Have you ever looked at the cost of Montessori Sensorial Materials? The full sensorial curriculum can easily run you over $2000 even when purchasing from discount suppliers.
While the full set of Montessori Materials would be wonderful, it’s simply not practical for many of us.
After having reviewed my budget-priced Montessori Sensorial Materials, I wanted to pick what I felt were the most essential and cost-efficient Montessori Sensorial Materials for your dollar. (I’m also collecting several DIY and alternative ideas for every single Montessori Sensorial Material — look out for those posts soon!)
Please consider shipping costs as well when planning your purchases — this is why I’ve also provided Amazon links as Amazon often ships free, while Montessori retailers can have a minimum purchase required before free shipping becomes an option.
The Pink Tower
Really, if you only have one Montessori Sensorial Material, I hope you choose the Pink Tower.
The Pink Tower teaches orderly process, cubing, care of materials, sequencing, visual discrimination, encourages children to consider their hand placement and grips based on differently sized objects, and baric (weight) discrimination.
You can DIY the Pink Tower, but unless you already have access to the carpentry tools or are splitting the costs with friends who are also wanting their own pink towers, I’d suggest purchasing this.
I think the kids have the most fun with this sensorial material. It has so many extensions and concepts that it easily has seen the most creative reconfigurations out of all of the Sensorial materials.
The best is when you are able to pair them with the Cylinder blocks, but even on their own the knobless cylinders give a varied and intricate understanding of the different dimensions and how they can contrast and work together.
Check out my review of my Knobless Cylinders from Montessori Equipment here.
Small Stereognostic Set
Many Montessori retailers sell a small set of wooden geometric shapes (often referred to as a “mystery bag”) which are meant for guessing shapes with a blindfold (or within the bag), but they can also be used as an economical alternative to the Geometric Solids (though the weight will be different, the weight does not take away from the purpose.)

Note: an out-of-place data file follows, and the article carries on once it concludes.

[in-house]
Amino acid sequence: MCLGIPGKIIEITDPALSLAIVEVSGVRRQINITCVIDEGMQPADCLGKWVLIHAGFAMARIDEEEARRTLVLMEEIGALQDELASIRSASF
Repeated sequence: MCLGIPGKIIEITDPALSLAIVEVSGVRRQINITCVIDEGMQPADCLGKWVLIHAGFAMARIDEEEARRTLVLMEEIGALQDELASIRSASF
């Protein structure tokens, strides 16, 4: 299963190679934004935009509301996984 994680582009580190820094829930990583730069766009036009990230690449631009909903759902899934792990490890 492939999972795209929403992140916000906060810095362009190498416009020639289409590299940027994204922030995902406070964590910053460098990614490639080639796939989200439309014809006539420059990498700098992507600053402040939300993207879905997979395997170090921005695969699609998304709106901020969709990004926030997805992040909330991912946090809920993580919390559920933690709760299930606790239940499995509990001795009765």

You can alternatively purchase the Learning Resources Viewthru Geometric Solids.
The Binomial Cube is (arguably) the most intricate of the Primary Sensorial Curriculum, and it is revisited in the Elementary Sensorial Curriculum and Elementary Math Curriculum.
This acts as a bit of a puzzle, but it is the first introduction to an equation and the parts of an equation in the Montessori Curriculum (cubing).
Check out my review of my Binomial Cube from Adena here.
I honestly believe that if you can purchase the Pink Tower, Knobless Cylinders, Small Geometric Solids, and Binomial Cube that you will be very happy with your purchases (on sale, these four items may even come to less than $100). Your children will get great use out of these materials if presented and used properly.
However, if you can add one more item to your purchase, I would add the Cylinder Blocks. The price is hefty, I am not going to play that down — the cheapest I have ever seen a set of the four blocks is $100. But they provide fabulous extensions with the knobless cylinders, provide unparalleled fine motor/pincer grip practice, and train your child’s eyes to perceive incredible visual discrimination — making them the only puzzle you will ever need to buy.
If you happen to have a slightly bigger budget or manage to purchase some materials used, the two materials I would add to your shopping cart are:
- Geometry Cabinet (ranges from $130-145)
- Colour Box 3 (ranges from $28-35, though you can DIY)
Many of the remaining Montessori Sensorial Materials can be DIYed or replaced with cost-efficient alternatives.
What do you think? What are your must-have Montessori Sensorial Materials?
If you’re interested in learning more about Montessori Sensorial, be sure to check out my main Montessori Sensorial page:
Also, here are some fabulous Montessori Sensorial posts from some of my fellow Montessori bloggers: